We know one woman who would NOT have been happier single and alone: Hillary. Without Bill, she'd be a Yale Law Professor with 10 cats.

tcrosse said...

As an old bachelor in a sitcom once said, "Why should I make one woman miserable when I can make dozens happy?"

FIDO said...

I will believe this study when it is, not peer reviewed, because the sociology peers are no longer academics, but given a fierce analysis of the statistical process and numbers.

Because this is another poll that tells single academic women exactly what they want to hear...

Funny how that works out.

mandrewa said...

There's another angle to this that I find myself thinking about.

What is that people are really unhappy about?

I have a suspicion that most of the real issues are directed towards ourselves.

If you buy the idea that it is what others do that makes you unhappy, then it kind of makes sense to doubt marriage.

But if the reality is that we mostly care about our own inadequacies and how we are disappointed with ourselves and that we really don't care that much about what the other person is doing wrong, unless they are doing something like hitting us or something, then it puts a whole different light on things.

One of the gifts of marriage is that you can blame your partner for what are really your problems. That's a questionable gift but for some people it is going to be quite real.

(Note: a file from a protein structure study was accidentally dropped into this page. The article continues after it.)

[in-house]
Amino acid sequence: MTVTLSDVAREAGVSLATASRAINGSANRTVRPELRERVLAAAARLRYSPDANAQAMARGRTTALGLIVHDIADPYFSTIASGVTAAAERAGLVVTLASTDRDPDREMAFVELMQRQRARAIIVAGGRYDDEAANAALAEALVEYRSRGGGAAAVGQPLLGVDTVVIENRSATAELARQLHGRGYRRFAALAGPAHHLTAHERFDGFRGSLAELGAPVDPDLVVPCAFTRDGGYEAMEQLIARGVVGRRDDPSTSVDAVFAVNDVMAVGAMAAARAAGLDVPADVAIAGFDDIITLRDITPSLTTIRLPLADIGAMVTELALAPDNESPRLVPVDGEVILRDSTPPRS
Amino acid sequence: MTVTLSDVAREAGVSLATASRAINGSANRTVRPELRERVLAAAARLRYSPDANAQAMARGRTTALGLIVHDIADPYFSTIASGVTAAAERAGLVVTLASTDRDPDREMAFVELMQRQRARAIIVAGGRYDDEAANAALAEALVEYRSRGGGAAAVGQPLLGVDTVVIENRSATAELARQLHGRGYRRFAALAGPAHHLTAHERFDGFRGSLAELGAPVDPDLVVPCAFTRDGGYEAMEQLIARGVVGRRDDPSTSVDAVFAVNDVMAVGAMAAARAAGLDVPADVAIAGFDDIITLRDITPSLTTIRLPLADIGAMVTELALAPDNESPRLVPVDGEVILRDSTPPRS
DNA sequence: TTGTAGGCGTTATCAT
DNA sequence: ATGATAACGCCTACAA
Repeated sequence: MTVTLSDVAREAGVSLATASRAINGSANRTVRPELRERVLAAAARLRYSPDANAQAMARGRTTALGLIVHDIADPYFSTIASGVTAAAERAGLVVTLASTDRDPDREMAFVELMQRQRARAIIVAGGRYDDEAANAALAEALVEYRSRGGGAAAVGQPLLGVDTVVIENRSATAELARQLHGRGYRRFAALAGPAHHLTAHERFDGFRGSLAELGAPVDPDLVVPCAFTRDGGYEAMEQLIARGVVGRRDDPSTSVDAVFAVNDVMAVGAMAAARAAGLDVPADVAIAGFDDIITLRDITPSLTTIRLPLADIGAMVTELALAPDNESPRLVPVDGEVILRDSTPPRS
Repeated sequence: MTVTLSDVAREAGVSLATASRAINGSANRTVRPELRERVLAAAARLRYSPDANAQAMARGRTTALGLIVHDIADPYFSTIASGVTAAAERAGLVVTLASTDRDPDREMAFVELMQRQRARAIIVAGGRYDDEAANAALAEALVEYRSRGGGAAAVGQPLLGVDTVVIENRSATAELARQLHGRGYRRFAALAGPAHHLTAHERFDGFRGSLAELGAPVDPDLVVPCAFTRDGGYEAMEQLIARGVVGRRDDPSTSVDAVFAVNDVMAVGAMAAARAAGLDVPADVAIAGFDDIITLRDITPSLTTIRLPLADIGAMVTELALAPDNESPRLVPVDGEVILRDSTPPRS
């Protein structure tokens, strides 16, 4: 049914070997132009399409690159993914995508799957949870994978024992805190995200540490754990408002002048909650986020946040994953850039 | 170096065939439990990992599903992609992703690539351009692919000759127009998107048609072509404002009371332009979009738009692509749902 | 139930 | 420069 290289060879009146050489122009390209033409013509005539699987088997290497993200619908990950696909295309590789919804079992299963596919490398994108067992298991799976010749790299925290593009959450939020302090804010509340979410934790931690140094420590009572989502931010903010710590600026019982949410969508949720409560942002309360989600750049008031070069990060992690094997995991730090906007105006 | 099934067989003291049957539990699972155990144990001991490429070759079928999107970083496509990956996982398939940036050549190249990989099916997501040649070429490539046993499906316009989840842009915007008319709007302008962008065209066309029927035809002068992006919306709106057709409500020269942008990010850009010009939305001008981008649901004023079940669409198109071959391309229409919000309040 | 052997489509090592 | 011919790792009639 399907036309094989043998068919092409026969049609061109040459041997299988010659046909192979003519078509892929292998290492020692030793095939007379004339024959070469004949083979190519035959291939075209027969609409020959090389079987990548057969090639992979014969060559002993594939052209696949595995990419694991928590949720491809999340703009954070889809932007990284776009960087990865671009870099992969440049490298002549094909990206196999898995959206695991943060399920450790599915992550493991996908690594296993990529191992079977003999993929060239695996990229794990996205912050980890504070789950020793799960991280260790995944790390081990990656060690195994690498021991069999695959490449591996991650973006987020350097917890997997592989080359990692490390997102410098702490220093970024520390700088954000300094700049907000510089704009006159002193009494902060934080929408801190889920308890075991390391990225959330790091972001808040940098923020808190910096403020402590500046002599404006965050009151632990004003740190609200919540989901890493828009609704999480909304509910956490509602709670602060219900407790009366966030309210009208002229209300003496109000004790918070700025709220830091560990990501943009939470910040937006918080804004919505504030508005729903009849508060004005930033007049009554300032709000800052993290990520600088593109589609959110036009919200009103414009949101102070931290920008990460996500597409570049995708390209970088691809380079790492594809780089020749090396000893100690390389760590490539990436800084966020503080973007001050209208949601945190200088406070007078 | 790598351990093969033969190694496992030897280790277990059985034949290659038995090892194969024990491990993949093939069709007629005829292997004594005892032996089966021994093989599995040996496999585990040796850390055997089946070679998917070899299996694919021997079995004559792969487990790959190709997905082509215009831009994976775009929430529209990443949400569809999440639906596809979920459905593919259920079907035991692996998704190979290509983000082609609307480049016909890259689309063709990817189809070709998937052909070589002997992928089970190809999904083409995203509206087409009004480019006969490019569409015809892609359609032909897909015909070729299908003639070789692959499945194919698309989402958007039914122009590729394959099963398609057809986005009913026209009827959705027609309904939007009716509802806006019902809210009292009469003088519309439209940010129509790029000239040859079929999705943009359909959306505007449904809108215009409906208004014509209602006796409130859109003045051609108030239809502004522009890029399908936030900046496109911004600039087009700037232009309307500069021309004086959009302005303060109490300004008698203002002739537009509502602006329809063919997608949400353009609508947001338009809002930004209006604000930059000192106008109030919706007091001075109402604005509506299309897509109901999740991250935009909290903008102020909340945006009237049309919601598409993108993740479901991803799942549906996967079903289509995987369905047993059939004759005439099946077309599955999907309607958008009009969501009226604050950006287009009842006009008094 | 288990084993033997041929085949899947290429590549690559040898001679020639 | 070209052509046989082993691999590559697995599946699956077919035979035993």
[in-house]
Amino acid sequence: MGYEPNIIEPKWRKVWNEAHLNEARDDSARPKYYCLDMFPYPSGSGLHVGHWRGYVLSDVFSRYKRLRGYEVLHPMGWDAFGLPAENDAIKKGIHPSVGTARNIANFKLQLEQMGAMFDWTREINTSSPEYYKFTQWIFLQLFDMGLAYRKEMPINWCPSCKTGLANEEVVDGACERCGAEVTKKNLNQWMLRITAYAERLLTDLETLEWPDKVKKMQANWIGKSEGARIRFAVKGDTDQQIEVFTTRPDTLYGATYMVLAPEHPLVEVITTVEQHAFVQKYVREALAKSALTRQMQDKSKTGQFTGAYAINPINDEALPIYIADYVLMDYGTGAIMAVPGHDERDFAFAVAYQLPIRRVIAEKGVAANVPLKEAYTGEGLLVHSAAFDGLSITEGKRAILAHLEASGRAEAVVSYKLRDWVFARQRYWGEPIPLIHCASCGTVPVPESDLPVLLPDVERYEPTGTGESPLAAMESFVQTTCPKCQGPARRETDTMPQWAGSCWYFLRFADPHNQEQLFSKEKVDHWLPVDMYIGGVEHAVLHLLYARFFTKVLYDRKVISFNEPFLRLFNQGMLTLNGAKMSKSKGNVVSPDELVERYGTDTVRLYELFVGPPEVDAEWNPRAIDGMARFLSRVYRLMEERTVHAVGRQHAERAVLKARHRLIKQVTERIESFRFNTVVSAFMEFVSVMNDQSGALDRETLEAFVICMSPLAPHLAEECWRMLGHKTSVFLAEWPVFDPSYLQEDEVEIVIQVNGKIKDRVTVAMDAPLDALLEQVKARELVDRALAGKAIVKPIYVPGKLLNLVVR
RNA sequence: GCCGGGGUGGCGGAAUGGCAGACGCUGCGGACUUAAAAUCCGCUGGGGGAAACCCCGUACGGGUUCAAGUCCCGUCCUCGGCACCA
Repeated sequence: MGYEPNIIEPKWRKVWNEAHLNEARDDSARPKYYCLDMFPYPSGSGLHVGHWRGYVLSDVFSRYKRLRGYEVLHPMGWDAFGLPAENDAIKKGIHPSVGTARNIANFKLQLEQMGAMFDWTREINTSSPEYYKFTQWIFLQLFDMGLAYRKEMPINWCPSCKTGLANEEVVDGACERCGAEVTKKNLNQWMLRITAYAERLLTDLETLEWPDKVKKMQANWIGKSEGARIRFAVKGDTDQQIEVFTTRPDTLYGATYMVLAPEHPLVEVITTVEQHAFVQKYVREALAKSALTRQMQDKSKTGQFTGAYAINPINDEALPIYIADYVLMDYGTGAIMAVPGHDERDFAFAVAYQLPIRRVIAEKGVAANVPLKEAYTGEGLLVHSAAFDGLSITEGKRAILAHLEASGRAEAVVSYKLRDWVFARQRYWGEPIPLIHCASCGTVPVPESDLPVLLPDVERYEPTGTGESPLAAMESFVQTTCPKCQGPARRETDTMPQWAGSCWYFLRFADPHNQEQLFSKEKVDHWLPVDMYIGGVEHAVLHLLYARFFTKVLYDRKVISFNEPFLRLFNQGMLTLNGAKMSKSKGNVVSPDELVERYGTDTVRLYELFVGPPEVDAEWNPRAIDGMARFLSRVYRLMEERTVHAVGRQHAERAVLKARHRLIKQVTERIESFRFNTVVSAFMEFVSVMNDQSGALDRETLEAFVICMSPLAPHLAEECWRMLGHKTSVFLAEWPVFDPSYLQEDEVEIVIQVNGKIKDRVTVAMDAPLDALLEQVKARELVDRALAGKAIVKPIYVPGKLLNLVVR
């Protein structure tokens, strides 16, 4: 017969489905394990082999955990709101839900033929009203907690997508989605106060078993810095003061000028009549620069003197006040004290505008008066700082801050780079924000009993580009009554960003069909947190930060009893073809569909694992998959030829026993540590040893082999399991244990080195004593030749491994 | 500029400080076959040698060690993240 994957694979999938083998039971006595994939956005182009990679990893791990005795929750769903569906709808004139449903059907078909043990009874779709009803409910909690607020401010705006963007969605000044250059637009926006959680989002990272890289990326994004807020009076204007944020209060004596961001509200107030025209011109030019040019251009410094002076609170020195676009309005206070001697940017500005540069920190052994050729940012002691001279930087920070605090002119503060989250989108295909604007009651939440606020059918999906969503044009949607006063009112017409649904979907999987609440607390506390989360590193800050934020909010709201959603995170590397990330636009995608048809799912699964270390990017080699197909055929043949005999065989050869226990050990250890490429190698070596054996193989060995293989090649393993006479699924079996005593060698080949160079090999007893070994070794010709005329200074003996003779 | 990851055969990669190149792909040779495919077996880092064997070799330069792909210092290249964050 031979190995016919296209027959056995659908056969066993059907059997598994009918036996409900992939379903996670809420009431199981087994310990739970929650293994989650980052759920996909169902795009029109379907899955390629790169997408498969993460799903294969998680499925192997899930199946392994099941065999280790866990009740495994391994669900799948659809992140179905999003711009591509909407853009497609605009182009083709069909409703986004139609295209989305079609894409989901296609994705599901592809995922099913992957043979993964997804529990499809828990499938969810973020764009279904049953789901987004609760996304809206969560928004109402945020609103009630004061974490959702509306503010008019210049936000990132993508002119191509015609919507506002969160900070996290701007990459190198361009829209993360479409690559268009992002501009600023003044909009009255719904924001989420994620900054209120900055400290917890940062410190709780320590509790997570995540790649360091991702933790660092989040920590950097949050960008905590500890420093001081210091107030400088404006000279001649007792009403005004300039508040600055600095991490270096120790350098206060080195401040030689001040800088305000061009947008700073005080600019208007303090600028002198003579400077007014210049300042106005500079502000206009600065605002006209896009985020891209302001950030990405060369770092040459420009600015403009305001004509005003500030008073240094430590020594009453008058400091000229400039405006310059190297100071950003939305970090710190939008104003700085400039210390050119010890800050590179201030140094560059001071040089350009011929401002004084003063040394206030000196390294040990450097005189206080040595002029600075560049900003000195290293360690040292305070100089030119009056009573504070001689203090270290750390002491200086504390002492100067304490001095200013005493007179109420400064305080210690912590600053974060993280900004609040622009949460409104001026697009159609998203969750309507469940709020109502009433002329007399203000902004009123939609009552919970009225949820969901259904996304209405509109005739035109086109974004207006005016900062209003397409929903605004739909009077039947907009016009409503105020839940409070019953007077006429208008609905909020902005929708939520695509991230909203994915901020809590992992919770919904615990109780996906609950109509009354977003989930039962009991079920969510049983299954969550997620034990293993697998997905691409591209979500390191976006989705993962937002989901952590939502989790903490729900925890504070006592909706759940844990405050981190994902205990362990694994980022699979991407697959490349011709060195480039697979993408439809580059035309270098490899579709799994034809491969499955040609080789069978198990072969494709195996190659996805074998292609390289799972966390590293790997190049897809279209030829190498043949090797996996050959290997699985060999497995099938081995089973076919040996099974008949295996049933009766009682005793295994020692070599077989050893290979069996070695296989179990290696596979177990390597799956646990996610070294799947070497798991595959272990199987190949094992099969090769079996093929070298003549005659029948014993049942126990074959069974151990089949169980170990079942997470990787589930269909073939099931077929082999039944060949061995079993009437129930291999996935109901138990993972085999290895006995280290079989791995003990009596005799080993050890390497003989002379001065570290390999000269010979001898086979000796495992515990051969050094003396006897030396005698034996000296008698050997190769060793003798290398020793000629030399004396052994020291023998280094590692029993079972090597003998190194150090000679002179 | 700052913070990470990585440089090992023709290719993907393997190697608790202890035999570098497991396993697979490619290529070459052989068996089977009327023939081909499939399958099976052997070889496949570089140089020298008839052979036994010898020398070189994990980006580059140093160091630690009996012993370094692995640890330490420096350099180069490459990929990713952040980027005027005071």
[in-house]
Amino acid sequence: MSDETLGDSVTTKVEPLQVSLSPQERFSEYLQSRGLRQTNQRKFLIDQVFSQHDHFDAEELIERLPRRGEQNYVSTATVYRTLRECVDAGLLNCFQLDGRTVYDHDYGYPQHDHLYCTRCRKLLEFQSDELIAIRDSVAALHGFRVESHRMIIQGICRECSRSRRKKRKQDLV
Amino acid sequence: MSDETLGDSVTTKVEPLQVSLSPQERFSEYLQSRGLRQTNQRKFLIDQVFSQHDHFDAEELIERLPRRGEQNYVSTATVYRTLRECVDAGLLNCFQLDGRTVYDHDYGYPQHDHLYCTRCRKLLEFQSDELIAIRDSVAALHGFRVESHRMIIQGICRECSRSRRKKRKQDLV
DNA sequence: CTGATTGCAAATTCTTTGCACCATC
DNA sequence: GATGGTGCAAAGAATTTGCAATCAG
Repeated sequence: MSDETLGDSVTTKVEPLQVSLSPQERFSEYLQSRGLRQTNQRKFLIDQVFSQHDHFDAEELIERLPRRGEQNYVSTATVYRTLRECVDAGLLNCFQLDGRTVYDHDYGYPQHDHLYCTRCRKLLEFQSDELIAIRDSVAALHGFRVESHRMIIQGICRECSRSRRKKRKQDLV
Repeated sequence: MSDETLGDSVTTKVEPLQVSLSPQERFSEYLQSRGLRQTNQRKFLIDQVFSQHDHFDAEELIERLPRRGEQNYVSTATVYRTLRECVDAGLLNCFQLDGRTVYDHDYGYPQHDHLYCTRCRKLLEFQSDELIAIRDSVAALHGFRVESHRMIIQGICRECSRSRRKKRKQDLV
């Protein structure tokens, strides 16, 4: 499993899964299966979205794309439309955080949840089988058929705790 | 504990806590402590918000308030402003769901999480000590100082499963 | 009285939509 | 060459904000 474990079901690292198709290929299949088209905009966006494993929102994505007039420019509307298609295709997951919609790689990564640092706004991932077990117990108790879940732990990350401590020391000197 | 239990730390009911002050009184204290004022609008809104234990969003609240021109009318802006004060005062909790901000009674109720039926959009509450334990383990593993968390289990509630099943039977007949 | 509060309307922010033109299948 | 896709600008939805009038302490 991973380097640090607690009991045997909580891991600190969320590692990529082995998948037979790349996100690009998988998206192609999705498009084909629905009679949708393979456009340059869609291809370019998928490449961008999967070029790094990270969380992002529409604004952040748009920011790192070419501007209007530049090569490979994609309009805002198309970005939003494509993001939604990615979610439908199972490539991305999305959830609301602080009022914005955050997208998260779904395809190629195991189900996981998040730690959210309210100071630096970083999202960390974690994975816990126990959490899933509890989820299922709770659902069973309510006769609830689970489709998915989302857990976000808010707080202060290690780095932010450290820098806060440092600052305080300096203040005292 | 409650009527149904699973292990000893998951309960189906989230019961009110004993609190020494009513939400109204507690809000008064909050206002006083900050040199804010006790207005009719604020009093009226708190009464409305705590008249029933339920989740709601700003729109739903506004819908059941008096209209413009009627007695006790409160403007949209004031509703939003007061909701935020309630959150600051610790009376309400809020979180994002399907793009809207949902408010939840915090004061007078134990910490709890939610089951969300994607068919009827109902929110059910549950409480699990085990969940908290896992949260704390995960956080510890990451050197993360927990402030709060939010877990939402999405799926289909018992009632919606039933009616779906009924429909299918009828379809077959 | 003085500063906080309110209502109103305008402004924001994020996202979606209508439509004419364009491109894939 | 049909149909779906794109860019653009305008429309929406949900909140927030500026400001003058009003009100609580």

And the more genuine gift is that just by having someone else that has a clue about who you are, that lightens the load of dealing with your own issues, and makes all sorts of things possible that you can't do by yourself.

Bay Area Guy said...

Loneliness and boredom are twin killers as you get older. You spend a lot of time and energy raising these critters, but you do have to pivot away once they've left the nest and find sources of mutual enjoyment with your wife.

Me, I almost never get bored. Too many books to read, too many dogs to walk.

Bob Boyd said...

So married people lie when their spouse is present, but the single, childless women are taken at their word?

Bill Peschel said...

This is a tell: We do have some good longitudinal data following the same people over time, but I am going to do a massive disservice to that science and just say: if you’re a man, you should probably get married; if you’re a woman, don’t bother.”

So he give terrible advice to people, knowing that it's terrible and will lead people into making an irrevocable decision they'll regret.

Good job, dude.

(Personal states: 26 years married, two kids. Thrilled to be married for all the good reasons.)

Michael K said...

Blogger is now just deleting comments. To repeat.

Blogger Howard said...
Thanks Mike.


Howard, you are more sensible than the commenter at Chicagoboyz today who commented that the only treatment for preeclampsia is abortion. My niece's two boys would disagree. Both born by c-section for preeclampsia.

Gospace said...

rcocean said...